Fiction Review: William Azuski’s “Travels in Elysium”

This book was not what I was expecting, in ways both good, and less than I had hoped.

The people of the island, and the island itself are wonderfully crafted. Each character you meet in the town has nuance and depth. Each road, cliff, and area of the excavation is wonderfully wrought, and creates a backdrop to the story that completely enhances it.

This is not a book for the casual read, not something to sit on a beach and lazily go through on vacation. This is a book that takes work. The long philosophical discussions between the characters, the overlapping internal dialogues, the twists and turns of intrigue and mystery require a hearty plunge on the part of the reader to fully explore and appreciate.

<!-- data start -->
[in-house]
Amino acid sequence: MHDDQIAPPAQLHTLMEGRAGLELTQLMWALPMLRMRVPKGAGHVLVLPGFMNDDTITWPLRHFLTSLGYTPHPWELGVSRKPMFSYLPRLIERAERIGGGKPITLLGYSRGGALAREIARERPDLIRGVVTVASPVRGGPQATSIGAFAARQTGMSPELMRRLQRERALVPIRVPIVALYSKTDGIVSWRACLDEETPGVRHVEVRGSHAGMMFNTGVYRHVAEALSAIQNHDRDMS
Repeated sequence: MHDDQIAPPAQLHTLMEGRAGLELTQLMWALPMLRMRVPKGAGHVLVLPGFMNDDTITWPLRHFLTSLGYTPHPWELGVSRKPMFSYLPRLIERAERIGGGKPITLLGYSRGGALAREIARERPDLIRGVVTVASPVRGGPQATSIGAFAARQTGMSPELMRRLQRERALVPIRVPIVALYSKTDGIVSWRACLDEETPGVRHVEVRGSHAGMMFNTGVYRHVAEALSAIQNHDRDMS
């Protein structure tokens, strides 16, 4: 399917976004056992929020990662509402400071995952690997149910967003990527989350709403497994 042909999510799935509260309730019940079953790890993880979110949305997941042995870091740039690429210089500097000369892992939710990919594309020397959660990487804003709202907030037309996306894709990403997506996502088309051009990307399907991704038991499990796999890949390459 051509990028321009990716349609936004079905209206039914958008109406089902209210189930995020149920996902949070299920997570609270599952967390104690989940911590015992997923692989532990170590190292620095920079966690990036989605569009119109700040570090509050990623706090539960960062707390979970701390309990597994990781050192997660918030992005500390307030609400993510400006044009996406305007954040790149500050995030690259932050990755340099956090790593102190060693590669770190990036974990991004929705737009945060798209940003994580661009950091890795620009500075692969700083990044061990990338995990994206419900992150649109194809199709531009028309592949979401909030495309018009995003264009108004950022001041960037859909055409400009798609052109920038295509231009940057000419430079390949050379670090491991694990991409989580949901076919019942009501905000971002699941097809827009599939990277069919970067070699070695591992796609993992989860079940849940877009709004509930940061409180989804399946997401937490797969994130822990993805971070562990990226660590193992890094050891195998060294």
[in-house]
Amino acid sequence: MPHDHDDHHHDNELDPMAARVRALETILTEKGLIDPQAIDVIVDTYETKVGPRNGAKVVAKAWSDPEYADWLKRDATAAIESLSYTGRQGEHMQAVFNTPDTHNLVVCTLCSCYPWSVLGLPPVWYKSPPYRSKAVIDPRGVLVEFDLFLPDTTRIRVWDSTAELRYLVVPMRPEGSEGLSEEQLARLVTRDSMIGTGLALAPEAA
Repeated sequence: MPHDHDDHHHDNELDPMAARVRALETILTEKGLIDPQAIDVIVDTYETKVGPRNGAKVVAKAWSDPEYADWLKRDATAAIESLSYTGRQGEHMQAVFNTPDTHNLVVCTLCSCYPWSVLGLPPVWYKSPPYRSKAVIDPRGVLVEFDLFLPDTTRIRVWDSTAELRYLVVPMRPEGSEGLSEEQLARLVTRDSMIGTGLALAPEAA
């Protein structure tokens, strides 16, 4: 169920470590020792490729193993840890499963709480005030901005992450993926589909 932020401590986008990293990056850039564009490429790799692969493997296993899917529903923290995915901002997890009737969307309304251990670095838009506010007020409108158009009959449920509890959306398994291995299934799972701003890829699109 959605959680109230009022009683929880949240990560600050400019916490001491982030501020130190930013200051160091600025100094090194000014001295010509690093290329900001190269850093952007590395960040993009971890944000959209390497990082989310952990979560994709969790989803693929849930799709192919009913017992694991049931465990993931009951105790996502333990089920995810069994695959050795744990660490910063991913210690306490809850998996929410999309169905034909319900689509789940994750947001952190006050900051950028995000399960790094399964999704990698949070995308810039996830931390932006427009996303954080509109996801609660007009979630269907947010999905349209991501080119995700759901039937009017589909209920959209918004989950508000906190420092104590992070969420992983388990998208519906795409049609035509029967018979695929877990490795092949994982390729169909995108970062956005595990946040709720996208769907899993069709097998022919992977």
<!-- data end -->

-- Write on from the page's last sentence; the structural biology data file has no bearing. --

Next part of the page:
The editor in me loves concision, and so I struggled with this work at times. It is an interesting premise, a well-crafted story, but like the ash the characters sift through, I felt somewhat smothered by the thick layers of words the author used to bring forth his tale. Words have great power, and to use them with reckless abandon does your reader a disservice, and can overwhelm.

That said, this was a change of pace from other works in the genre, and I enjoyed the new perspective.

I received a review copy of this work from the publisher through NetGalley

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